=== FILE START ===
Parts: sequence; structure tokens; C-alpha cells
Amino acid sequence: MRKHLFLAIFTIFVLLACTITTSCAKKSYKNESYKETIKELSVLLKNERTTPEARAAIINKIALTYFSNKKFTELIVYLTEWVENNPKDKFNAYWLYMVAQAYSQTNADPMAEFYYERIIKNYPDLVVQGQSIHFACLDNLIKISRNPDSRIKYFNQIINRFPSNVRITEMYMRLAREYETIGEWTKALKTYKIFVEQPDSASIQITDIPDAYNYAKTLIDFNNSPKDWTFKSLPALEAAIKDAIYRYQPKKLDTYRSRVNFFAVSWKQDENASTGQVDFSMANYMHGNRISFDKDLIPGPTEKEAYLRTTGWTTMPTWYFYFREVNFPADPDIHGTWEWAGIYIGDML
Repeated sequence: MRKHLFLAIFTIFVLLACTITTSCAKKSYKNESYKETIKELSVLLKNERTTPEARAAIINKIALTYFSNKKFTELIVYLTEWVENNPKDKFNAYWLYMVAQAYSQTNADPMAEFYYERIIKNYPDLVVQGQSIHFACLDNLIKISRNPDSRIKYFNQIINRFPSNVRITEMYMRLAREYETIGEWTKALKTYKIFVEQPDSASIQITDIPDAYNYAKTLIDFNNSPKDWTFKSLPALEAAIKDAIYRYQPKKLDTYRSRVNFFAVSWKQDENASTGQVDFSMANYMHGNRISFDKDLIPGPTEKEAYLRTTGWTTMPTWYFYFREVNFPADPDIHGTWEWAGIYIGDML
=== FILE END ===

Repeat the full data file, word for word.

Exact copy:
Parts: sequence; structure tokens; C-alpha cells
Amino acid sequence: MRKHLFLAIFTIFVLLACTITTSCAKKSYKNESYKETIKELSVLLKNERTTPEARAAIINKIALTYFSNKKFTELIVYLTEWVENNPKDKFNAYWLYMVAQAYSQTNADPMAEFYYERIIKNYPDLVVQGQSIHFACLDNLIKISRNPDSRIKYFNQIINRFPSNVRITEMYMRLAREYETIGEWTKALKTYKIFVEQPDSASIQITDIPDAYNYAKTLIDFNNSPKDWTFKSLPALEAAIKDAIYRYQPKKLDTYRSRVNFFAVSWKQDENASTGQVDFSMANYMHGNRISFDKDLIPGPTEKEAYLRTTGWTTMPTWYFYFREVNFPADPDIHGTWEWAGIYIGDML
Repeated sequence: MRKHLFLAIFTIFVLLACTITTSCAKKSYKNESYKETIKELSVLLKNERTTPEARAAIINKIALTYFSNKKFTELIVYLTEWVENNPKDKFNAYWLYMVAQAYSQTNADPMAEFYYERIIKNYPDLVVQGQSIHFACLDNLIKISRNPDSRIKYFNQIINRFPSNVRITEMYMRLAREYETIGEWTKALKTYKIFVEQPDSASIQITDIPDAYNYAKTLIDFNNSPKDWTFKSLPALEAAIKDAIYRYQPKKLDTYRSRVNFFAVSWKQDENASTGQVDFSMANYMHGNRISFDKDLIPGPTEKEAYLRTTGWTTMPTWYFYFREVNFPADPDIHGTWEWAGIYIGDML